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T.–H. Wu, L.–S. Leung, Y. Yamada, J. Tian, J.T. Handa; Small Interfering RNA (siRNA) Inhibits the RNA and Protein Expression of Fatty Acid Binding Protein 5 (FABP5) in a Human Retinal Pigment Epithelium Cell Line . Invest. Ophthalmol. Vis. Sci. 2005;46(13):3055.
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© ARVO (1962-2015); The Authors (2016-present)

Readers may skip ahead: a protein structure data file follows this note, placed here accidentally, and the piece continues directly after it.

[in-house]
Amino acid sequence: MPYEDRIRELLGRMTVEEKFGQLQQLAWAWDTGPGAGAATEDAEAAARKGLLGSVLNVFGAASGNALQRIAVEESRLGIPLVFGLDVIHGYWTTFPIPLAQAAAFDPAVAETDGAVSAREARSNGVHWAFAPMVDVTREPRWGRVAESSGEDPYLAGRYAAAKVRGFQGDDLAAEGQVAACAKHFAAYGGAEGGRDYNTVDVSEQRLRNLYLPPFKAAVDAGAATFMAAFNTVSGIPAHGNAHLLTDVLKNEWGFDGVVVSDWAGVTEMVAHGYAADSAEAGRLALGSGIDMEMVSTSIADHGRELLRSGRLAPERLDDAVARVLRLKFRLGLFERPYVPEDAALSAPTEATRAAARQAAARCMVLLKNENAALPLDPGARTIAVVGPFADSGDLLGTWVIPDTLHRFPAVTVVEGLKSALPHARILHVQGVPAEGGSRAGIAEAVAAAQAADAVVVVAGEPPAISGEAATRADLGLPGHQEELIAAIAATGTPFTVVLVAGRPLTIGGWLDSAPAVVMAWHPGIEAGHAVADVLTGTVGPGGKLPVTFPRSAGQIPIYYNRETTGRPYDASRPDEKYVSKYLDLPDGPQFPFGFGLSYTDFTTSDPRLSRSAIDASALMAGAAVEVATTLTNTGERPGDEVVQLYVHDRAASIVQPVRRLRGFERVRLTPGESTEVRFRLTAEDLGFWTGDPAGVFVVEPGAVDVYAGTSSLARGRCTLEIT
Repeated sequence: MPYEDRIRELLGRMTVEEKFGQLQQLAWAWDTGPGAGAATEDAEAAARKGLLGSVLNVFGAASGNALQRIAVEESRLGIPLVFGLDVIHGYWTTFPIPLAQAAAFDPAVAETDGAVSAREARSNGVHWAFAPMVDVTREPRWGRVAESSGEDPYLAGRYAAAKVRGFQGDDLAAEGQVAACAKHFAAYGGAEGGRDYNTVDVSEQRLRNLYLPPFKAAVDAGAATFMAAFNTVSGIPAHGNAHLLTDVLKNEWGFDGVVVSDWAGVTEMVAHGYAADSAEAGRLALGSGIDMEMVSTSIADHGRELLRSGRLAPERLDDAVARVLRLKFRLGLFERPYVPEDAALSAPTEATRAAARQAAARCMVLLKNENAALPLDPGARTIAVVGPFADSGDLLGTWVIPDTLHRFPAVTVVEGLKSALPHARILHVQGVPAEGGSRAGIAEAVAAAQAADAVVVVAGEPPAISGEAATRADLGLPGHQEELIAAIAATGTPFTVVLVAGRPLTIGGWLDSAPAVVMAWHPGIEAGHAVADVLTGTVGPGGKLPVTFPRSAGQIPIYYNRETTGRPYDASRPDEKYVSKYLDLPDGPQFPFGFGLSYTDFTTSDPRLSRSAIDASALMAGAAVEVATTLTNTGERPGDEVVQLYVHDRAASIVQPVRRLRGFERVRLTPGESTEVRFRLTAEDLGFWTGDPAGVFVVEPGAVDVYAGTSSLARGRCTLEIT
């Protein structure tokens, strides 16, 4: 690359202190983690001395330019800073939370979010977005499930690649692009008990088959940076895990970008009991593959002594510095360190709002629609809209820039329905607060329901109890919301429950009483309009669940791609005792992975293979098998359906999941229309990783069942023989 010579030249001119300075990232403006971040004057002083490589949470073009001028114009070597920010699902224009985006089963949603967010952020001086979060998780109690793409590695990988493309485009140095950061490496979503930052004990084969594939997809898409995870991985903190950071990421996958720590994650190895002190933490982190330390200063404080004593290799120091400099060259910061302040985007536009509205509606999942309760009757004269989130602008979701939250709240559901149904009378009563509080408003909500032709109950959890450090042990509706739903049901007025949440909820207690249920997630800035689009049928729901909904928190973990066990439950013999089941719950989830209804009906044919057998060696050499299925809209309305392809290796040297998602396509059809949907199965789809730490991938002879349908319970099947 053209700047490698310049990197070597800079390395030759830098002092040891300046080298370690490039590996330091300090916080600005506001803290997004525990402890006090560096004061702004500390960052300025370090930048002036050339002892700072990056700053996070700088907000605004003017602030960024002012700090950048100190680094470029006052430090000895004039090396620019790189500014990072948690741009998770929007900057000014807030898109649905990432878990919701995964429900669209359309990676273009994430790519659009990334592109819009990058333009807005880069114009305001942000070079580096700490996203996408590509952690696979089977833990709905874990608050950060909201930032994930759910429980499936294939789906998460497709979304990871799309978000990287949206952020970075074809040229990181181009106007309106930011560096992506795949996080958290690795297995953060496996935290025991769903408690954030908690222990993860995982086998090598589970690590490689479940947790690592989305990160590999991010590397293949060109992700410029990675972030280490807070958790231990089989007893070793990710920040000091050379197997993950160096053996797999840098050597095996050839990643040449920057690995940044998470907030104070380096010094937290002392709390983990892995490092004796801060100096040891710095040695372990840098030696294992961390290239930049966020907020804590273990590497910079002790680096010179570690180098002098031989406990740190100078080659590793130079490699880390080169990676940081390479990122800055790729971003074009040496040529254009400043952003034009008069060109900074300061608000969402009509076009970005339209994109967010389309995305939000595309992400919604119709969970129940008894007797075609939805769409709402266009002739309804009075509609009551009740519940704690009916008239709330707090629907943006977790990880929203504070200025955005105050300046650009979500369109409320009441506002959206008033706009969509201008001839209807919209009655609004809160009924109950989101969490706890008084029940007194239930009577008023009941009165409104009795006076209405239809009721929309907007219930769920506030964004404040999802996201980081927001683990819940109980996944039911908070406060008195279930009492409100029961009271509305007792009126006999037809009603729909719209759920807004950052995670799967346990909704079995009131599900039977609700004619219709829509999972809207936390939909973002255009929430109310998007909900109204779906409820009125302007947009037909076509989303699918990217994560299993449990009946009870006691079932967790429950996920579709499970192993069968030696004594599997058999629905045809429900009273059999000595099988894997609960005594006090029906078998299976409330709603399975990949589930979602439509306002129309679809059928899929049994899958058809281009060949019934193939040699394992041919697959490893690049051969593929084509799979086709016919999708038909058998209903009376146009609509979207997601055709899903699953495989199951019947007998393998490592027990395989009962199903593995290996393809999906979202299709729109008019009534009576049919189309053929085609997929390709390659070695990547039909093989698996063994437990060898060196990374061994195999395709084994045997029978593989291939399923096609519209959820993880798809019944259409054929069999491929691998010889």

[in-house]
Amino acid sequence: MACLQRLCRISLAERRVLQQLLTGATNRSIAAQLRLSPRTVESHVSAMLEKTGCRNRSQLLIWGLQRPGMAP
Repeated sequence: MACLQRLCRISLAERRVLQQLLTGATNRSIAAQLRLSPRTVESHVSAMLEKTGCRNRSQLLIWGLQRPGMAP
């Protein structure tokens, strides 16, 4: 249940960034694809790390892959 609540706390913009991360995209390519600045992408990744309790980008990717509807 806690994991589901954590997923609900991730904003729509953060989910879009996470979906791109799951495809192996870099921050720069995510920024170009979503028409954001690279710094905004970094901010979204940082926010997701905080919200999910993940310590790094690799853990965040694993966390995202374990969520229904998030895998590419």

Purpose: FABP5 is an intracellular lipid transport protein whose functions have been associated with fatty acid signaling, cell growth, and regulation. Since we found upregulation of FABP5 in our D–galactose model of aging, we hypothesized that FABP5 is involved in RPE/choroid aging. The purpose of this study was to demonstrate the feasibility of RNA interference mediated by FABP5 siRNA as a potential therapy in a human retinal pigment epithelium (RPE) cell line (ARPE_19). Methods: The distribution of FABP5 in the ARPE–19 cells and histopathologic samples were confirmed by Western blot and immunochemical staining, respectively. The expression of FABP5 gene was detected by RT–qPCR using RNA isolated from laser captured human RPE cells. ARPE–19 cells were transfected with the pooled FABP5 siRNA that consisted of four individual siRNAs I, II, III, and IV. The transfection efficacy in ARPE–19 cells was visualized using a Fluorescent oligo. The toxicity of siRNA was measured by a Hoechst dye that labels dying cells. Dose response experiments were performed from 0.001 to 100 nM of the pooled siRNA. The inhibitory effect and duration of the 10nM pooled and individual (I, II, III, IV) siRNAs were observed during 24–96h following a 24h–siRNA treatment. The purity of RNA was estimated by the 260/280 ratio. The relative FABP5 mRNA expression in comparison with a scrambled negative control siRNA was determined by RT–qPCR, which was normalized to GAPDH in the samples. The protein level of FABP5 was quantified by flow cytometry. Results: Immunohistochemical staining of human fundus sections showed strong labeling of FABP5 within the RPE and choriocapillaris endothelium. The mRNA of FABP5 was expressed in situ. In ARPE–19 cells, the transfection efficacy was > 80%, as indicated by intracellular fluorescent labeling. The cell death rate after a 24h–siRNA treatment was < 2%, and was equal to siRNA negative controls. The pooled siRNA.FABP5 effectively inhibited the FABP5 mRNA and protein expression after a 24h–siRNA treatment. The inhibitory rate on mRNA was > 80 %, which was maintained for 96h following a 24h–siRNA treatment; the amount of FABP5 protein was decreased about 50% after 24h. The inhibitory rates on mRNA of siRNAs I, II, III, and IV were 73%, 78%, 80%, and 73%, respectively. Conclusions: This work suggests that siRNA can specifically target FABP5 mRNA to inhibit the expression of the RNA and protein of FABP5 in a human RPE cell line.
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